It’s been 26 years since the Massachusetts administration declared April 20 as Ustad Amjad Ali Khan Day, after being overwhelmed by a live performance by the sarod maestro. But the Ustad remembers it like it was yesterday. “Governor Michael Stanley Dukakis had come to watch me perform at a concert in Boston and was thrilled. He felt that my music enriched the audience and declared it as Ustad Amjad Ali Khan Day,” he recalls.
This isn’t the only honour that the US has bestowed on him. He’s received honorary citizenship of Houston, Nashville and Tulsa, and a doctorate from the New York University. But Khan doesn’t measure success by awards. In fact, the Grammy-nominated musician feels nothing matters more than audience’s appreciation.
“My greatest award is when my concert is well-received, and when the crowd gives my music a standing ovation,” Khan smiles. At the same time, Khan points out that it would be a “huge incentive” to young Indian musicians if the government appreciated their contribution to the arts. “Our government should encourage musicians when they are young, so it gives them inspiration to perform better,” Khan says. “For example, in sports, by the age of 25, sportsmen get awards and make money, whereas artistes sometimes get recognised after they’ve become too old to perform.”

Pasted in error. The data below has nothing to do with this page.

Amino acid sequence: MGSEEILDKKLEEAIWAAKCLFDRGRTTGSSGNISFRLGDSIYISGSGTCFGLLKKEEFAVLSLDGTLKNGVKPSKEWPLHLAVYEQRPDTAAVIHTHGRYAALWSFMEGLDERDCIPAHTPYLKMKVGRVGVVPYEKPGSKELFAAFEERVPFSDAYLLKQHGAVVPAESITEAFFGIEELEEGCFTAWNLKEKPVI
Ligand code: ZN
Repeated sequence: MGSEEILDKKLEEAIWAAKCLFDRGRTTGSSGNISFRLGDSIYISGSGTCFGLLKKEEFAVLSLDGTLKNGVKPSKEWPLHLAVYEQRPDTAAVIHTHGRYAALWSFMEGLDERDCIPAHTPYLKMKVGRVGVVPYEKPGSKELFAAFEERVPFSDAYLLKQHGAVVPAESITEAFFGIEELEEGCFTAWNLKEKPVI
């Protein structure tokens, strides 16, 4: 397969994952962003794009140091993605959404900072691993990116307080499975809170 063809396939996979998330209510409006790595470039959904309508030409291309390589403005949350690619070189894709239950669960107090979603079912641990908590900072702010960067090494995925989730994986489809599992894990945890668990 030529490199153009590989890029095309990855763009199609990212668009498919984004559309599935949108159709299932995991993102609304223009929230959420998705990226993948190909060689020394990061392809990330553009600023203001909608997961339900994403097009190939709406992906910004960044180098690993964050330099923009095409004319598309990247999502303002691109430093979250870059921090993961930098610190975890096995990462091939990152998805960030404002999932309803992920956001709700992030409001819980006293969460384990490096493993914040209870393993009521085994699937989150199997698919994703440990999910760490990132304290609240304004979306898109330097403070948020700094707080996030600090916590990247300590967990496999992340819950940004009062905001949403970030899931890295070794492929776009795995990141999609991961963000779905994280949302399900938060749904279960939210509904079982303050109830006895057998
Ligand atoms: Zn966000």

Khan reveals that he’s been trying to get a road in New Delhi named after his father and guru, renowned sarod player, Haafiz Ali Khan, but the government hasn’t obliged him yet. “I’ve been requesting the Prime Minister, and the Chief Minister of New Delhi, to dedicate a road to his memory, but they’d much rather have roads named after politicians,” he says.Back from a Europe and US tour, he’s now writing symphonies for the Scottish Chamber Orchestra.